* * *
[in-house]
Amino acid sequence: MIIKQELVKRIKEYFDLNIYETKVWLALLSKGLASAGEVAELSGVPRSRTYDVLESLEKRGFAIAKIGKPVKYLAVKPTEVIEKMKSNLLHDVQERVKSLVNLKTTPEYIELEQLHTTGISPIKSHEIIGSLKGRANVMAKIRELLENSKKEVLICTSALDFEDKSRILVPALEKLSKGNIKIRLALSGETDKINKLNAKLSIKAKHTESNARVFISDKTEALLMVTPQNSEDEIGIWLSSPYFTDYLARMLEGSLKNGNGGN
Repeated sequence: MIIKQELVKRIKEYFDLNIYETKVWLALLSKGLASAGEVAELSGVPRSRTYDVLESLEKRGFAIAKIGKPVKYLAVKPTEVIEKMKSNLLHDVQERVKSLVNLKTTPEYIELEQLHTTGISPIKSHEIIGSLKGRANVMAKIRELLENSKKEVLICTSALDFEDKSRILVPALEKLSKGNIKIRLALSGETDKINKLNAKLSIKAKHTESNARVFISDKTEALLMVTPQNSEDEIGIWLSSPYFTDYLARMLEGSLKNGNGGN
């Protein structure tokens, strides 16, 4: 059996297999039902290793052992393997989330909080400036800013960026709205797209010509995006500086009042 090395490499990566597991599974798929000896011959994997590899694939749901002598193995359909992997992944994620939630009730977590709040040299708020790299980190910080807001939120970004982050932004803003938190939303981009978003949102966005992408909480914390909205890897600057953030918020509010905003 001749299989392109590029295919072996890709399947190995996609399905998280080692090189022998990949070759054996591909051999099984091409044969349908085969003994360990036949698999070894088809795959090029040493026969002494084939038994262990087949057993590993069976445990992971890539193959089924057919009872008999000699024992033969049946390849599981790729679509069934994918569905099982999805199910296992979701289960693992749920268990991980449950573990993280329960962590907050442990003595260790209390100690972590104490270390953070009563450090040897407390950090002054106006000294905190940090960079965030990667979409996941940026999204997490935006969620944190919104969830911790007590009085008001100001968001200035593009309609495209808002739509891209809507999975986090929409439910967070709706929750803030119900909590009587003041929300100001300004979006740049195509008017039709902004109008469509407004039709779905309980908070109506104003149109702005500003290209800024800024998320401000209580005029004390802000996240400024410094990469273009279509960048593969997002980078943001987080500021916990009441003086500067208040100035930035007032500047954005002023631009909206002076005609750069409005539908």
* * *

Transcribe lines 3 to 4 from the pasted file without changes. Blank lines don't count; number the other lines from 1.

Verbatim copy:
Repeated sequence: MIIKQELVKRIKEYFDLNIYETKVWLALLSKGLASAGEVAELSGVPRSRTYDVLESLEKRGFAIAKIGKPVKYLAVKPTEVIEKMKSNLLHDVQERVKSLVNLKTTPEYIELEQLHTTGISPIKSHEIIGSLKGRANVMAKIRELLENSKKEVLICTSALDFEDKSRILVPALEKLSKGNIKIRLALSGETDKINKLNAKLSIKAKHTESNARVFISDKTEALLMVTPQNSEDEIGIWLSSPYFTDYLARMLEGSLKNGNGGN
């Protein structure tokens, strides 16, 4: 059996297999039902290793052992393997989330909080400036800013960026709205797209010509995006500086009042 090395490499990566597991599974798929000896011959994997590899694939749901002598193995359909992997992944994620939630009730977590709040040299708020790299980190910080807001939120970004982050932004803003938190939303981009978003949102966005992408909480914390909205890897600057953030918020509010905003 001749299989392109590029295919072996890709399947190995996609399905998280080692090189022998990949070759054996591909051999099984091409044969349908085969003994360990036949698999070894088809795959090029040493026969002494084939038994262990087949057993590993069976445990992971890539193959089924057919009872008999000699024992033969049946390849599981790729679509069934994918569905099982999805199910296992979701289960693992749920268990991980449950573990993280329960962590907050442990003595260790209390100690972590104490270390953070009563450090040897407390950090002054106006000294905190940090960079965030990667979409996941940026999204997490935006969620944190919104969830911790007590009085008001100001968001200035593009309609495209808002739509891209809507999975986090929409439910967070709706929750803030119900909590009587003041929300100001300004979006740049195509008017039709902004109008469509407004039709779905309980908070109506104003149109702005500003290209800024800024998320401000209580005029004390802000996240400024410094990469273009279509960048593969997002980078943001987080500021916990009441003086500067208040100035930035007032500047954005002023631009909206002076005609750069409005539908």